Posts Tagged “realization”
Posted by Re in Culture, Life, Reflections, Stories, tags: choices, contemplation, Culture, gay rights, gender, life, normalcy, norms, realization, reflective, story, thoughts
I just remembered something. See, sometimes I pick up my three-year-old sister from daycare. One day, I picked her up and when we were going to the car she was telling me about one of her little friends. His name was Andrew. She said, “Andrew doesn’t wear panties because he’s a boy. Boys don’t wear panties. Boys wear underwear.” Now, since I’m not her mother and I’m not raising her, I just let it go. Besides, she’s three. They’re just trying to teach her the basics of life.
Can you imagine if it was my kid, though? You know I would immediately walk back into that daycare center and bitch them out. Something along the lines of “why the hell are you teaching my child that boys don’t wear panties? Boys can wear whatever they want. Why are you differentiating between boys and girls anyways?”
The world is probably glad I’m not a parent.
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Posted by Re in Classwork, Consciousness Meaning and Life Purpose, Life, Media, Reflections, tags: awake, blogging, choices, cmlp, contemplation, life, life is short, realization, reflective, thoughts
I’m not sure I know myself very well at all. In the movie Juno, Mac MacGuff says, “I thought you were the kind of girl who knew when to say when,” to which Juno responds, “I don’t know what kind of girl I am.” This statement speaks to me, and I feel much the same sentiment. Often people make statements about me, or are surprised when I say certain things or act certain ways. I am often confused, frustrated, and occasionally hurt by these statements, because I don’t usually think of myself the same way other people are making me seem. This feeling is described and explained very well in this video by Ze Frank, specifically starting around 2:30:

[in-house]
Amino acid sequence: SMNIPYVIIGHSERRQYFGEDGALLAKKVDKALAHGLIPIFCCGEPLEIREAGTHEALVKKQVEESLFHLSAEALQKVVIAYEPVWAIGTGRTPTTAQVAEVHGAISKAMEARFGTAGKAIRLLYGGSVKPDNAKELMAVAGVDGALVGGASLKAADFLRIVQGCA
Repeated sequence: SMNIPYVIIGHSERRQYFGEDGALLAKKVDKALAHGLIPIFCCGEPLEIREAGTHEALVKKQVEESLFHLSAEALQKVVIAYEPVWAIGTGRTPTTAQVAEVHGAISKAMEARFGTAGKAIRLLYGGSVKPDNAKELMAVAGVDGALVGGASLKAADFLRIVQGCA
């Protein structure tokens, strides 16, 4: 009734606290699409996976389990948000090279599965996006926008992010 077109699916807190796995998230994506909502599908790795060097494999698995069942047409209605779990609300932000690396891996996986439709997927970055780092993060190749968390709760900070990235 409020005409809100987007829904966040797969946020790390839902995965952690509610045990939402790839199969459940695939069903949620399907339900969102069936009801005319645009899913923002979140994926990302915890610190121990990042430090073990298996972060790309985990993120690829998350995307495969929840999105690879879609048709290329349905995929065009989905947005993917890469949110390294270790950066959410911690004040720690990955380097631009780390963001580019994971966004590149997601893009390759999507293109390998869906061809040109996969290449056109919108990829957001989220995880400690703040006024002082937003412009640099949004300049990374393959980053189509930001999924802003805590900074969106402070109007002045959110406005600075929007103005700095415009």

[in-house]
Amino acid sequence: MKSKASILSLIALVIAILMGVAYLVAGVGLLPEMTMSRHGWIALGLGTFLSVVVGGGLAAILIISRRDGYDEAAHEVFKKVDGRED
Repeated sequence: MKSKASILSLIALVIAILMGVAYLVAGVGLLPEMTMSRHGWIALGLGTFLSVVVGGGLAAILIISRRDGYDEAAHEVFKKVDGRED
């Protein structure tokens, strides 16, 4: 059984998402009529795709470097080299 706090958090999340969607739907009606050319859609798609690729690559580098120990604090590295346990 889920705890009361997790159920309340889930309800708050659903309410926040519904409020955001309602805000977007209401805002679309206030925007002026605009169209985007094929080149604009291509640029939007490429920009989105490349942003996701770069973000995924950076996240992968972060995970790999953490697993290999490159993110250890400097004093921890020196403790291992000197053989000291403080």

“Lots of things can stand in your way, especially the people who are closest to you. Your family, your closest friends, think they know you and sometimes can have a very rigid definition of your theme: “You were never athletic.” “You always start things and never finish them.” “You’re not a naughty boy.” “You’re artsy.” “Your theme isn’t just made up by you.” Robert Putnam, in a book called ‘Bowling Alone’ says this inner circle is very good at supporting you in times of crisis. When you’re emotionally severed, they can remind you who you are. But if you wanna change who you are, you might need other people. People who know you but don’t know you so well. Putnam says that that’s what knitting circles and bowling leagues and clubs supplied in the middle of last century. People who would surprise you by saying, “Wow, you’re athletic.” “You do have a way with words.” “You seem like a naughty boy.” These are the people who seem like they can lead you to a new, interesting job. These are the people who provide you with new themes and new perspectives, away from the burden of history of your inner circle.”